One of the film’s most defining moments comes from the way it frames the people behind these political parties. Having unprecedented access to Arvind Kejriwal’s party, Ranka and Shukla reveal the personalities behind the ideologies that sparked a revolution in Indian politics. It examines the space between those impassioned speeches seen on the news, looking towards the weight and effects of forming political rhetoric, delving into the responsibility of making promises to change policy. One particularly private and intimate moment we view is the instant Arvind’s first hears of the passing of Santosh Koli.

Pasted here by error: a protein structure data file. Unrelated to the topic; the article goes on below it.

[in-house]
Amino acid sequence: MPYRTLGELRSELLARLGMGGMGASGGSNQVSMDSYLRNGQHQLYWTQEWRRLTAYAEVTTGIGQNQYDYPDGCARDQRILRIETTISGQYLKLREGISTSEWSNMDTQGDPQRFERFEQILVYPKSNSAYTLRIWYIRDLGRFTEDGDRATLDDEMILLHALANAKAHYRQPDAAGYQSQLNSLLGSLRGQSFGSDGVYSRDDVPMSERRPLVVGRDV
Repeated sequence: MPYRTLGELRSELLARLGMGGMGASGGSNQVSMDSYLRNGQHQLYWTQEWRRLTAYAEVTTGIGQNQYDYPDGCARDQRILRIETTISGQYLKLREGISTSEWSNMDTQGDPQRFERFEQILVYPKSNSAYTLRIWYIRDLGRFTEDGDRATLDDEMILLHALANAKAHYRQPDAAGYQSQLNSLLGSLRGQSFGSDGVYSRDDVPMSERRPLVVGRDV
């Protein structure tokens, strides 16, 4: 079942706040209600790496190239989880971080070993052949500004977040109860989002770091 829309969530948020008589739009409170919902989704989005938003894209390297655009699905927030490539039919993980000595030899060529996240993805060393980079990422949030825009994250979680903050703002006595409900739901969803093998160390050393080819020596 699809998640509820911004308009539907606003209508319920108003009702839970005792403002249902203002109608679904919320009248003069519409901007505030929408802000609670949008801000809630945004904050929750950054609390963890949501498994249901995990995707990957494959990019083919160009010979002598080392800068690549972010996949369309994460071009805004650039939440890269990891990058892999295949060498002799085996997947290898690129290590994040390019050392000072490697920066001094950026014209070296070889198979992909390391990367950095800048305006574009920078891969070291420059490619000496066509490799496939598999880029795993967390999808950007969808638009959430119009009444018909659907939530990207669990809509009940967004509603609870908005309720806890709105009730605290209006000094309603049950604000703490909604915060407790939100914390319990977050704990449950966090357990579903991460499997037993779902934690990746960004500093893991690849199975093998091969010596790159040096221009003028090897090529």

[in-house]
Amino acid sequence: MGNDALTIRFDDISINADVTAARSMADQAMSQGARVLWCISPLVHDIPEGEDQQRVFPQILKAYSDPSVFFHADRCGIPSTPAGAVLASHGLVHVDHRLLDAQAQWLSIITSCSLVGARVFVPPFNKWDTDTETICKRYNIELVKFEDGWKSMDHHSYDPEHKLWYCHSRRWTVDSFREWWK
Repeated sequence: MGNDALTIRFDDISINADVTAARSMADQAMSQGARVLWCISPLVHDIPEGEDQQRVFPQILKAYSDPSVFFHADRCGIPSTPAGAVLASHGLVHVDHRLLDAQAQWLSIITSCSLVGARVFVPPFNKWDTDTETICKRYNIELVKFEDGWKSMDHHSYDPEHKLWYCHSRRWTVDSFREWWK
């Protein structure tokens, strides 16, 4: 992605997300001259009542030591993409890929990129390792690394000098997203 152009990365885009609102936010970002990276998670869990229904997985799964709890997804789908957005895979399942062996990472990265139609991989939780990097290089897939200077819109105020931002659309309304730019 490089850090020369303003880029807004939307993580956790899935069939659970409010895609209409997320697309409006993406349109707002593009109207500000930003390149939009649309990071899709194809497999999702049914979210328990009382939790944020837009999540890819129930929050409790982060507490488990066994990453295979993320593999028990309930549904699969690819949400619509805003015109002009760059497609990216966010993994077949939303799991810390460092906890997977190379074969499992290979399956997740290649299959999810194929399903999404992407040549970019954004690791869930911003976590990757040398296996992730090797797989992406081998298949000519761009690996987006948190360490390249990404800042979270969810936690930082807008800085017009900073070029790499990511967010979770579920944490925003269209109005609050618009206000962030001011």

Both directors reflect this struggle in the cinematography, using wide angles and aerial shots over India and Delhi to emphasis the magnitude of Arvind’s movement and the burden of belief he suffers with. We witness his hands intertwining and locking while being interviewed by newscasters out of shot and the degree to which people went as far as to say “I’d die for your cause.” Those same shots also illustrate the power of Arvind’s charisma and reach over Delhi, demonstrating the influence of his revolutionary ideology and how it developed from his grassroot support following his anti-corruption bill helping him gain credibility.